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169. Job 16:14-17, The Attack Concludes
14 “He breaks through me with breach after breach;
He runs at me like a warrior.
15 “I have sewed sackcloth over my skin
And thrust my horn in the dust.
16 “My face is flushed from weeping,
And deep darkness is on my eyelids,
17 Although there is no violence in my hands,
And my prayer is pure.
Verse 14 continues and concludes Job’s verbal barrage against God. Now, we have a threefold breach of Job’s defenses as the divine warrior runs upon him. The incredible power of the Hebrew is communicated by the threefold use of the root p-r-ts (“to destroy/break through/burst into"). Though that 49x-occurring verb can simply mean to “spread out/grow” (Exodus 1:12), it more often refers to a breach made by attack. Psalm 60:1 captures the meaning that Job presents. “O God, you have rejected us; you have broken us (parats); you have been angry. Restore us.” The Psalmist also plaintively asks why God has “broken down” Israel’s hedges (parats is verb, Psalm 80:12) or walls (parats is verb, Psalm 89:40).
With this background, we see that Job’s use of the verb parats in 16:14 means to destroy or break down. But rather than just saying that “God has destroyed/broken (me) down,” Job uses the noun form of the word (perets) twice in succession, to give the impression of continual assaults. “You have destroyed me with destruction after destruction” is the tone of 16:14. Continuous breaches of Job’s flimsy defenses is in view. Seow tries to capture the repeated ferocity of the divine attack on Job by repeating his words: “He breached me, breach upon breach. . .” This attack on Job is personalized in the last three words of 16:14, where God “runs at me like a warrior/mighty man” (gibbor, 159x). We now have a complete picture in our mind of God’s vicious assaults on Job.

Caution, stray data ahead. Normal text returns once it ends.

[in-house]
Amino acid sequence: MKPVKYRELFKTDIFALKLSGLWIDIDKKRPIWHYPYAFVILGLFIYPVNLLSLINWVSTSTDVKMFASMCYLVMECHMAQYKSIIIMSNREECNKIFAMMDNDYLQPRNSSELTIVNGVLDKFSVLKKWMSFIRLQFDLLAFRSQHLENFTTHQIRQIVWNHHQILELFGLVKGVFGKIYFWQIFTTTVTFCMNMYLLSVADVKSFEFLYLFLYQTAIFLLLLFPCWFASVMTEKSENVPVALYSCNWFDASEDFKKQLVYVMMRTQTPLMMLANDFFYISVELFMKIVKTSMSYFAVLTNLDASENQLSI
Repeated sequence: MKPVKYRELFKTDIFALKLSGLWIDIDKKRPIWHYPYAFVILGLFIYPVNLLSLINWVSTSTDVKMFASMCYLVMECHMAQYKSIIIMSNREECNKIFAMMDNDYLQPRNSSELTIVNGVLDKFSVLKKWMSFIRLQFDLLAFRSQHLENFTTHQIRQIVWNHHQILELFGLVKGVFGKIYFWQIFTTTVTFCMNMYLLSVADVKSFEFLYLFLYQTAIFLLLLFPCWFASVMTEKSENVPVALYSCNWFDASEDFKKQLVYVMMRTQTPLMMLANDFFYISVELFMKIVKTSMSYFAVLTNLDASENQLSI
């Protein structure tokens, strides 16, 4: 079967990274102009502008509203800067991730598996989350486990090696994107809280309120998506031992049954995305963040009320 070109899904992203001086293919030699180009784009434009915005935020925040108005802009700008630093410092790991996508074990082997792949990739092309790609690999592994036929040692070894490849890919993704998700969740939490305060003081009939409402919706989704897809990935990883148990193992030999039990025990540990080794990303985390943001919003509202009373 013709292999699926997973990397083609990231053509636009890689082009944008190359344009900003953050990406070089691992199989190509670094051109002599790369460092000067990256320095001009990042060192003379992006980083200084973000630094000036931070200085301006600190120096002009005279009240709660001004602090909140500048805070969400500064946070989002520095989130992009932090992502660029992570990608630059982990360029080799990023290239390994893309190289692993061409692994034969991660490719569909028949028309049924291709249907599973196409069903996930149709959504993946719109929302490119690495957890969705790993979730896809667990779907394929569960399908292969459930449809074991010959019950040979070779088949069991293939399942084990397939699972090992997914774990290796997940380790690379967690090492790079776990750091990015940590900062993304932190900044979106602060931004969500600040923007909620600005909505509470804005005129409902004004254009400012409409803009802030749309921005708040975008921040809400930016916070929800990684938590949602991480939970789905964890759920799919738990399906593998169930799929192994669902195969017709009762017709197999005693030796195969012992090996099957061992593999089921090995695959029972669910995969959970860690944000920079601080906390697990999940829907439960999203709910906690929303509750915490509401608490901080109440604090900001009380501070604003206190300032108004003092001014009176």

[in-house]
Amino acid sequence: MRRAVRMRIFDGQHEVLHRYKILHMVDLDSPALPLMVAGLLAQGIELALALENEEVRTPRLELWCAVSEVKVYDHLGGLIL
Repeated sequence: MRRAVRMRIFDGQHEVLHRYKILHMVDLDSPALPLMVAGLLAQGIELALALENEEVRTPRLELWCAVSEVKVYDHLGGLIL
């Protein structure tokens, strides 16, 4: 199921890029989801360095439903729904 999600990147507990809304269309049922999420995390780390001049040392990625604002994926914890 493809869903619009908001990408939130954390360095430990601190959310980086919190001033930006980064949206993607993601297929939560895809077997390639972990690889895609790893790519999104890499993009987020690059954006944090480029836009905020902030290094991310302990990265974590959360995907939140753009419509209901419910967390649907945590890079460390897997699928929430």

As Anderson has pointed out in his commentary, five pictures are in view: 1) God is like a ferocious beast who tears its prey (v 9); 2) God is a traitor handing Job over to enemies (v 11); 3) God is like a wrestler who smashes, shatters and scatters Job’s hopeless shards (v 12); 4) God is like an archer who pierces Job with arrows (v 13); 5) God is like the mighty warrior who repeatedly assaults Job (v 14), slashing his most vital parts and pouring them out on the ground. The vehemence of the five-fold divine attack has not just “wearied” Job; it has eviscerated him, skewered him, sliced and diced him without mercy.
Verses 15-17 neatly capture Job’s reaction to the multifarious divine assaults. In few words, Job will feel not only pained in body but fully humiliated in spirit. Tears stream from his face; his gaunt body is topped by the shadow of death that now seems to hover above his eyelids. The irony of it all, however, is that Job knows he doesn’t deserve this. His prayer is pure; he has eschewed all violence. Thus, making matters most painful for Job is the absurdity of it all. He suffers for no apparent reason, and the only one who could possibly either allay his fears or lend an explanation has gone silent.
Job’s reaction to all of this begins in verse 15.
“I have sewed sackcloth to my skin; and have laid my horn in the dust.”
Two distinct images are presented, both of which make us pause. Normally one “wears” sackcloth in the Scripture as a sign either of personal humiliation or of repentance. Here, he “sews” sackcloth. The verb for sewing (taphar, 4x) appears once in the famous passage from Ecclesiastes 3 (a “time to tear, a time to sew”) but its most interesting usage is in Genesis 3, where our first parents, after discovering their nakedness, sewed (taphar) garments to cover themselves. Does Job specifically use this rare verb in 16:14 to hearken back to that experience of humiliation and nakedness?